Pink Rides Nathan Phipps Questions As a part of RISD’s Bike-Town, Pink What is the role and relevancy of the industrial designer in Rides is a bike sharing program today’s society? which extends the joys of cycling to those who do not own bikes in order What are the core values of Industrial Design? to promote active living, sustainable transportation and interpersonal connectedness. How can we preserve the core and stimulate progress? What is ID’s Hedgehog principle? 1. What are we most passionate about? 2. What are we the best in the world at? 3. What drives our economic engine? Are we the “save the world generation”? “What if in the future, the importance of Industrial Design takes a backseat to “product ecosystems?” -Core77 Is it our place to solve other people’s problems? Or is it about the problems we cause? How do you come to know and design for a community new to you? Do we make change, or do we make tools for change? Can we design and do? How does Design for Social Impact affect “green” design? Can we slow down our consumer engine while still driving the economy? Thank you for joining the DeSE studio in our project critiques. Is it possible to realize collaborative projects where on-going relationship- Now please join us for our discussion. The following pages are questions, building and deep listening are prerequisites to the project’s success?-- thoughts and words to spark conversation. Feel free to be inspired by OPE the text here or jump in with any other thoughts or questions you might have from today’s presentations or your personal experiences. Is Design for Social Impact a: a. Privilege Questions, Thoughts b. Responsibility c. Duty and Words to Ponder...>> d. Pleasure e. Necessity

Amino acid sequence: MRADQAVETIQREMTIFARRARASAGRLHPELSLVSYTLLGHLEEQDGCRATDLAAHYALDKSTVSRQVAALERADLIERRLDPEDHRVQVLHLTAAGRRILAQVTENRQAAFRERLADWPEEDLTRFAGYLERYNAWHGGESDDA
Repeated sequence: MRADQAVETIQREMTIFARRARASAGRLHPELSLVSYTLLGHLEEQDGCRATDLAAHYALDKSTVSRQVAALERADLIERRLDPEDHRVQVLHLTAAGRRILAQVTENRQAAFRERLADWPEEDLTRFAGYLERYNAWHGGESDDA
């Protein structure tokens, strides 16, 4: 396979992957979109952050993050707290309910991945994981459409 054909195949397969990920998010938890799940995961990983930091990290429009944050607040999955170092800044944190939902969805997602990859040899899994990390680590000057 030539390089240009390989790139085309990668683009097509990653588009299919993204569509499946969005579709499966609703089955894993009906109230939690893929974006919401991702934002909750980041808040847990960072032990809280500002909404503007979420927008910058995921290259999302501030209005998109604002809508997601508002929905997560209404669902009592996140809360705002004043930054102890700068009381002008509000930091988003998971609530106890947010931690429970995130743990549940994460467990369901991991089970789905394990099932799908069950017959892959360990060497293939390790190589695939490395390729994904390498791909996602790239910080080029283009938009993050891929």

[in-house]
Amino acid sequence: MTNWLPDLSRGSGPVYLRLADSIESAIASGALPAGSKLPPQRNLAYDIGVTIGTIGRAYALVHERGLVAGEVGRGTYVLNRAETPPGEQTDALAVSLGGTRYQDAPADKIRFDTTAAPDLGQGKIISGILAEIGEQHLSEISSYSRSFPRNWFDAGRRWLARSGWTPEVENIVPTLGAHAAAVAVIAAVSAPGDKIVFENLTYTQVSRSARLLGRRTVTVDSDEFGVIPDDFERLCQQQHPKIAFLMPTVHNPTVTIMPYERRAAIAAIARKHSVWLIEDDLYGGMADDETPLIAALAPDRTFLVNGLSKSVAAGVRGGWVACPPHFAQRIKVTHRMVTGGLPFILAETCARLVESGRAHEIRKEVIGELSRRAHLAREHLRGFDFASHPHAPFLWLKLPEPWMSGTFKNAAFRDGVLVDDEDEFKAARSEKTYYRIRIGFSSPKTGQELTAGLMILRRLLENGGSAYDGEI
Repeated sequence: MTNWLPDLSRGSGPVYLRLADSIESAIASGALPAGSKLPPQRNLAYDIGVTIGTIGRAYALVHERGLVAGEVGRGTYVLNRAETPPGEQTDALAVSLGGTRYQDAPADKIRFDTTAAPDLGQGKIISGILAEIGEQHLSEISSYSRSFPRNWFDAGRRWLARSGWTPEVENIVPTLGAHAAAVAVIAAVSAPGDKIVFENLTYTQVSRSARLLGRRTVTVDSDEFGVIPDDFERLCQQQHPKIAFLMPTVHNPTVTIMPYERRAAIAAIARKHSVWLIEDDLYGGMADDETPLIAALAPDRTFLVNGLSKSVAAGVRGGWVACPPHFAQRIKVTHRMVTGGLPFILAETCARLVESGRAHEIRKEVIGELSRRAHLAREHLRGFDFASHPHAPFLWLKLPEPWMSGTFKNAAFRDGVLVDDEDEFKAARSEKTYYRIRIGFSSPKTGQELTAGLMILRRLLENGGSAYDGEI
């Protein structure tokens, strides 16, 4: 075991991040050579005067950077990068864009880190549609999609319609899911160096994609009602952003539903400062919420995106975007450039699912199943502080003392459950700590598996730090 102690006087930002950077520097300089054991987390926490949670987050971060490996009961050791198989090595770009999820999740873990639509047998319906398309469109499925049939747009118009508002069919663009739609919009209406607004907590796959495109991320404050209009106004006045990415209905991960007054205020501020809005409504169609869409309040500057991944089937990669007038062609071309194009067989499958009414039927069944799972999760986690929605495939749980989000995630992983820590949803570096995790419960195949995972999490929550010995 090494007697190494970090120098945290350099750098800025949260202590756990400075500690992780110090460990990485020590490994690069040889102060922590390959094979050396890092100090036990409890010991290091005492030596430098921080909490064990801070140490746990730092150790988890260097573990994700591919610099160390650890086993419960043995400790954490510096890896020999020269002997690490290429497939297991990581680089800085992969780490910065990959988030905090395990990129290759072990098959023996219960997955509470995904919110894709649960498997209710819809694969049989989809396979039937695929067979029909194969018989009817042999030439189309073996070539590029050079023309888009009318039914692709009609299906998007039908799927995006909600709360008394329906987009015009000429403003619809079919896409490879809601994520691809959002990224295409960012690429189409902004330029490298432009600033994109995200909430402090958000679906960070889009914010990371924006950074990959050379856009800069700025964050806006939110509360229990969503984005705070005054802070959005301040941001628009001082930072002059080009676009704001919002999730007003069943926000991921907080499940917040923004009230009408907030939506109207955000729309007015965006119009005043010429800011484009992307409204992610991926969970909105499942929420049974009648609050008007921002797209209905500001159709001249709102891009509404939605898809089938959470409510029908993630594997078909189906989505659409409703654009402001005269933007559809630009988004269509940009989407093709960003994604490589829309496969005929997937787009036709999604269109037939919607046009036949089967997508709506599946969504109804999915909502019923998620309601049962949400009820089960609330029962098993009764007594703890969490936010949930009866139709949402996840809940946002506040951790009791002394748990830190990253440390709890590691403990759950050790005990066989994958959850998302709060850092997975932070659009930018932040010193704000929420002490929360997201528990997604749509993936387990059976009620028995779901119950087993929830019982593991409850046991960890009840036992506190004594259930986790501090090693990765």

Thoughts Words “I will continue to fight for environmental and social justice. If this path economy leads me to use design as my weapon, so be it.” -LvV energy “Giving the community not only something for today, community but something for tomorrow.” -FR wants vs. needs “The how is the most crucial.” -HR problem solving products vs. strategy “It seems that people are more likely to help with something that is holistic understanding already running than take initiative.” NP systems desgin revolution vs. radical incremental “Once I felt like a part of it, I started to understand more.” - HR developing country over-developed country “The true solutions to these problems may very well not be our products, art vs. design but our minds.” -WH thinking vs. making patience “People care about people.” [in comparison to environment] American -dContinuum Design for America “Dignity and Justice for All”- Human Rigths Day Applied Empathy distribution channels “Running all over the place, talking to people and making connections is more what design should be.” -LvV Humanitarian Social Impact Social Entrepreneurship “I never wanted to give the impression that I know what they need.” - Bottom of the Pyramid NB Other 90% Overlooked Underserved Underprivileged
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Values • After‐school programs that offer art classes and activities to talented and interested youth • Important to nourish and support
DeSE: Final Crit Program. View SlideShare presentation or Upload your own. (tags: final risd) at 4:31 PM No comments: Wednesday, December 10, 2008.